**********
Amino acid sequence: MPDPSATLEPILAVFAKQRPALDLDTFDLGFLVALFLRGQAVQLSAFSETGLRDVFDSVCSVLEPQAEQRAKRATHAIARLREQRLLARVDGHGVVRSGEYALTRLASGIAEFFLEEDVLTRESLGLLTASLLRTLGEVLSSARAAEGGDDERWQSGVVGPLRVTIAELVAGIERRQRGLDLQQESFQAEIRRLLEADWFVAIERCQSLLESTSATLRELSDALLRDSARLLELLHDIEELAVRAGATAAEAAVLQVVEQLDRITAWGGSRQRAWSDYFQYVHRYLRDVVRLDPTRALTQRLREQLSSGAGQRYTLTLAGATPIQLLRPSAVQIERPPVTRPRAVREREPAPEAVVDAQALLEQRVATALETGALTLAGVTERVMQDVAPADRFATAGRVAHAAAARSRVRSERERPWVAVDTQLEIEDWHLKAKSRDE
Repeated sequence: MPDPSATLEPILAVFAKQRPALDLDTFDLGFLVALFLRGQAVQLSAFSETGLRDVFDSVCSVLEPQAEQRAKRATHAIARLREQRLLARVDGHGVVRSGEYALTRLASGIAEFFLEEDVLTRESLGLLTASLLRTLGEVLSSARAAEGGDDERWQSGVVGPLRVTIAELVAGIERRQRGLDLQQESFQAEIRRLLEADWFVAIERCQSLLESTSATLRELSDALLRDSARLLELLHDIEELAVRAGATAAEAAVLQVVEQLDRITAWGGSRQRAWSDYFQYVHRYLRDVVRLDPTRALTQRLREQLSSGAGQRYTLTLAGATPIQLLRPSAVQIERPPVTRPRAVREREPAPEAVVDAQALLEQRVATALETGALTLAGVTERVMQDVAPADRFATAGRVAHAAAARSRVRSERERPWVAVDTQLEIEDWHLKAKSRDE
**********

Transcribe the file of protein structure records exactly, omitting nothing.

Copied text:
Amino acid sequence: MPDPSATLEPILAVFAKQRPALDLDTFDLGFLVALFLRGQAVQLSAFSETGLRDVFDSVCSVLEPQAEQRAKRATHAIARLREQRLLARVDGHGVVRSGEYALTRLASGIAEFFLEEDVLTRESLGLLTASLLRTLGEVLSSARAAEGGDDERWQSGVVGPLRVTIAELVAGIERRQRGLDLQQESFQAEIRRLLEADWFVAIERCQSLLESTSATLRELSDALLRDSARLLELLHDIEELAVRAGATAAEAAVLQVVEQLDRITAWGGSRQRAWSDYFQYVHRYLRDVVRLDPTRALTQRLREQLSSGAGQRYTLTLAGATPIQLLRPSAVQIERPPVTRPRAVREREPAPEAVVDAQALLEQRVATALETGALTLAGVTERVMQDVAPADRFATAGRVAHAAAARSRVRSERERPWVAVDTQLEIEDWHLKAKSRDE
Repeated sequence: MPDPSATLEPILAVFAKQRPALDLDTFDLGFLVALFLRGQAVQLSAFSETGLRDVFDSVCSVLEPQAEQRAKRATHAIARLREQRLLARVDGHGVVRSGEYALTRLASGIAEFFLEEDVLTRESLGLLTASLLRTLGEVLSSARAAEGGDDERWQSGVVGPLRVTIAELVAGIERRQRGLDLQQESFQAEIRRLLEADWFVAIERCQSLLESTSATLRELSDALLRDSARLLELLHDIEELAVRAGATAAEAAVLQVVEQLDRITAWGGSRQRAWSDYFQYVHRYLRDVVRLDPTRALTQRLREQLSSGAGQRYTLTLAGATPIQLLRPSAVQIERPPVTRPRAVREREPAPEAVVDAQALLEQRVATALETGALTLAGVTERVMQDVAPADRFATAGRVAHAAAARSRVRSERERPWVAVDTQLEIEDWHLKAKSRDE